Thanks for indulging my mystery pianist contest. I was less interested in stumping the listeners than in collecting a set of comparison pianists to relate the style to. I am grateful to all who obliged.
Not surprisingly, my Downtown comrade Tom Hamilton confidently nailed the answer: it’s our late friend Elodie Lauten, playing her Variations on the Orange Cycle. Elodie was not only an early punk singer, Allen Ginsburg groupie, and composer of beautiful postminimalist operas, but a phenomenal improvising pianist. I wanted to introduce a little of the end of this version, which gets wilder and more dissonant than the style she’s usually associated with; the first long stretch of the recording is rather static (if meditatively beautiful), and I was afraid some people would listen to it, decide it’s simplistic, and turn it off before it got more athletic. Here’s the entire 40-minute recording. Made in a studio on November 21, 1991, it was “released” on a cassette (I have a slew of cassettes Elodie gave me over the years) on her private label, Cat Collectors. (I couldn’t resist including her voice at the beginning.) It has since been rereleased on two of Elodie’s CDs, Piano Works and Piano Soundtracks, and somehow on the former it is transposed up just over a half-step and correspondingly shorter; the cassette was more correct, because the piece is supposed to be in G, and the CD has it between Ab and A.
Pianist Lois Svard made another recording of the same piece on the Lovely Music label (with my Desert Sonata on the “flip side,” in fact). What Elodie did for that, in 1995, was to play the piece on an electric keyboard into a computer, recording the MIDI output, and then convert the MIDI input to notation and give it to Lois. Anyone who has experience recording live into MIDI can imagine what a morass of irrational complexity that resulted in, so when Lois despaired of reading it, Elodie took it back and revised a lot of it by hand, though the notation is still a little cumbersome; as you can see here, the left hand alternates between G and F for a long time, but the score has the F in the treble clef, and the rhythms are a little arbitrary:
Lois’s recording, only 25 minutes long, is parsed into four concise, well-shaped movements, which division greatly clarifies what Elodie’s overall plan was. It makes the piece seem stronger and more compact, but I love Elodie’s 1991 recording as well for being a little more all-over-the-place and stream-of-consciousness.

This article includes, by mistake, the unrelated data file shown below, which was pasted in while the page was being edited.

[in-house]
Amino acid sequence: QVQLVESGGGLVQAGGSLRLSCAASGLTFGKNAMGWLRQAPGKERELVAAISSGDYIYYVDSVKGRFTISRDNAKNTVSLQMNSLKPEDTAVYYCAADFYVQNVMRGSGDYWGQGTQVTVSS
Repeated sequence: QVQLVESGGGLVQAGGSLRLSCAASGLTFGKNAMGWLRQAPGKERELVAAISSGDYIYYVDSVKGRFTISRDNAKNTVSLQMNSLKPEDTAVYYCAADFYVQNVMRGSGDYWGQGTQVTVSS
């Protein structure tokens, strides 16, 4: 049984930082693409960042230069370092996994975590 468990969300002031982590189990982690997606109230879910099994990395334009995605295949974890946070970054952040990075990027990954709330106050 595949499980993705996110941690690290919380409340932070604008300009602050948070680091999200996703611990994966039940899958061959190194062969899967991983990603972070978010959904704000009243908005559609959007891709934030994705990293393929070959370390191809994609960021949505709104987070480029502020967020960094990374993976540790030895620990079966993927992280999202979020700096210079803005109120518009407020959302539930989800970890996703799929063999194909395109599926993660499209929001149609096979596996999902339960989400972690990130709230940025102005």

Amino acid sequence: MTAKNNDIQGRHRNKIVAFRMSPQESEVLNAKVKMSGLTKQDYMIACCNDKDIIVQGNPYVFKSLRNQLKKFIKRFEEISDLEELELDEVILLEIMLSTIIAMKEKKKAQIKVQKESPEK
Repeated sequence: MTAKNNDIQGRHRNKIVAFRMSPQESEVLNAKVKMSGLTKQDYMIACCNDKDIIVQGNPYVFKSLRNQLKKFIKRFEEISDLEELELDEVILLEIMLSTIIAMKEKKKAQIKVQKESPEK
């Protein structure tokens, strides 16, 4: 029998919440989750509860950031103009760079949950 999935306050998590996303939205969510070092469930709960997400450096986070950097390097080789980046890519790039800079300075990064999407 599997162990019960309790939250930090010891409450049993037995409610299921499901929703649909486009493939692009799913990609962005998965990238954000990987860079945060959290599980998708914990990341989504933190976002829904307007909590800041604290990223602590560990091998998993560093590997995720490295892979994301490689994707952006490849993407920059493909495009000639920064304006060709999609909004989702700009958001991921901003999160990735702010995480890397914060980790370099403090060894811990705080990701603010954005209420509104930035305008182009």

I was afraid the pianist’s identity might be guessed by those who read my blog closely enough to remember that I will be giving a paper, “Elodie Lauten as Postminimalist Improviser,” at the upcoming minimalism conference in Torku and Helsinki, Finland. The bulk of my paper will be on two pieces of which I have two quite disparate recordings, the Variations on the Orange Cycle above, and her Sonate Ordinaire of 1986 – which I reviewed in one of my first Village Voice columns. I have two of Elodie’s recordings of the latter, one an undated cassette copy and the other from Piano Soundtracks, in a performance dated 1986. The former is 17 minutes long, the latter 23, and they’re quite different in form, though distinctly similar in material. The piece’s main material is based on a kind of chromatic sequencing that also appears in the 1991 version of Variations, but not the 1995:
At one point I had hoped that I could prepare an entire performance score for either version of the Sonate Ordinaire, as I did for Harold Budd’s Children of the Hill and Dennis Johnson’s November, but this is looking doubtful; overlapping chromatic lines in the piano’s deep bass are hard to disentangle, and some passages have such rapid flurries that, even electronically slowed down, I don’t know whether I can decipher all the notes with any certainty. As you can see, the rhythmic aspect of most of the piece is straightforward, and I will transcribe what I can. I might also include Elodie’s Adamantine Sonata of 1983, which I don’t have alternate versions of, but I’ve already transcribed the one I have.
I am fascinated by how Elodie could have such a distinct sonic identity for each piece and still introduce so many major deviations from one performance to another – and keep such large structures in her head. Also, there are strong postminimalist traits to these pieces – the first Orange Cycle variation is entirely in G mixolydian, the second mostly in Phrygian, and the Sonate Ordinaire keeps up a steady pulse momentum for most of its length. Postminimalism is a style that has not been conducive to improvisation, and I’m hoping to get inside Elodie’s head and figure out how she conceived the music. I keep thinking I can just call her up to ask questions, and it’s too late.
As always, I will print no comments disparaging another person’s music showcased on my blog, especially for someone so recently deceased and sorely missed. If you feel a need to put it down, ask yourself why.